If you’re like me, you have read and written and spoken this way a gazillion times in your career, it almost sounds like we’ve overheard two people passing in the kitchen talking about something. It’s a very conversational, very human tone. I want to show you what a Minto-ized version of this looks like.

Minto-ized is my shorthand for “Turn It Into Barbara Minto’s Pyramid,” because that’s what Michael Eisner used to write on the cover of memos that weren’t Minto-ized. He would just put a big “Minto-ize” on a red X on it and send it back to you. So let’s see what “Minto-ized” is. I’ll read this because it’s a little hard to see on the screen.

This is “Minto-ized” answering the same question, “How’s it going?””Watches is critical to our growth. It’s 15% of our sales and it’s a feeder category for jewelry and shoes. We’re plus 3% to the sales plan year to date.” I’m moving to complication now, in case yo can’t tell, “However, repeat purchase rates are down 10% versus last month. That costs us about 300 basis points in growth if it continues.

Team and I are thinking about the obvious question, what should we do about that? We’ve decided to focus on marketing and merchandising to the buyers. First, we’re going to increase cross marketing of other categories, here is some evidence for that. Second, we’re going to accelerate the release of two new subcategories. Here’s some evidence for why that’s a good idea. Finally, we’re going to do a price promotion test to the lapsed buyers. Here’s a little bit of data to say why we picked that one.” Think about, “What changed?”

There’s definitely a little bit more information and more specifics in here, but I hope you see how fundamentally the Minto-ized version transforms the conversation.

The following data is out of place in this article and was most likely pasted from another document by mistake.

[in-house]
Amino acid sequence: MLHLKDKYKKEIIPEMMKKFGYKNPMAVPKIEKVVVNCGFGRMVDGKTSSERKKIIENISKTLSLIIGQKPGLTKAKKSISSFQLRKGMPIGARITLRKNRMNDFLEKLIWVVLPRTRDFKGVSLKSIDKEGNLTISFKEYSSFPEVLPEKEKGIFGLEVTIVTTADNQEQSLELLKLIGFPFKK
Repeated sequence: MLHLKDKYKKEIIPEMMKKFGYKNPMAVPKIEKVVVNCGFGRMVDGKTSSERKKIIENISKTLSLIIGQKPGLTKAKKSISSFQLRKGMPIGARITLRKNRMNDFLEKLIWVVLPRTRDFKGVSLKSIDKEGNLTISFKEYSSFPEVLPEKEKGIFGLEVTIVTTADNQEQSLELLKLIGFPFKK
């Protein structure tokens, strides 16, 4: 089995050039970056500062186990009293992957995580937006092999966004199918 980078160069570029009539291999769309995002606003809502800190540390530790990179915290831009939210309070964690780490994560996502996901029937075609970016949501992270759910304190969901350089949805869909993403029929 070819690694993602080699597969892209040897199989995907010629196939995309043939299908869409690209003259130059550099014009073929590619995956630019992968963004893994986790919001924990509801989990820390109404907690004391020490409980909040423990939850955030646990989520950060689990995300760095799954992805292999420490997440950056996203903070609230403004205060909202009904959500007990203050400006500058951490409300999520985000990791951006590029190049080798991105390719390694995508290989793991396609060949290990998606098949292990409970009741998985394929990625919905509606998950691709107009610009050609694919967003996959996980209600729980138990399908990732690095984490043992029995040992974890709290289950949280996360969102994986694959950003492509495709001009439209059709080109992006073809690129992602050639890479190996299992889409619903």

I want you to put yourself in the role of the recipient to the narrative style version, what worries you or what goes through your head when you get this back as a response? Remember, the question was, “How’s business in watches? How’s things going?” Then this comes back. Let’s be honest about what’s going through your head. “Not good.”

What’s not good about it? There’s some sense that this person has their eye on the dashboard, like I get that she’s watching it. But it’s not clearly organized. There’s a poor and well-hidden dissatisfaction about halfway through. Repeat purchase rates, something feels off there. But do you feel your brain doing work when you’re reading this? If you’re going to engage with it, you’ve got to do some work.

Here, the author has done the work. She took a little bit more time to chop it up, to pull out the unnecessary words, and to get a little bit more firm in the conclusions. You might notice in this version there is a little bit of a sense of being on my back foot. There’s a little bit of a sense of, “It could be, and it might be.” It’s not on your front foot. Does that make sense? That back foot, front foot metaphor?

When you’re on your front foot answering an executive level question with an executive level voice, Barbara would say, “You’re using your colleagues time wisely. You’re not wasting my time. You don’t give me work to do, you give me hope for the future.” Tell me other thoughts that are coming to your head as you think back to this narrative style versus the Minto-ized style.

The narrative style, it is completely unclear what we’re going to do about any of this. Is there a decision we’re asking for support? Are we needing resources? Is somebody going to come back and say that any of these things were good ideas? Can you imagine what the response to the narrative style was? I’ll tell you, but I want you to guess first what you think the CEO might have said in reply. “What’s the TL;DR?” What a great question. What else is a possible response that this category manager might have gotten? Is there data or evidence that could bolster some of these conclusions that’s missing? “What are we going to do about it?” Yeah, fair.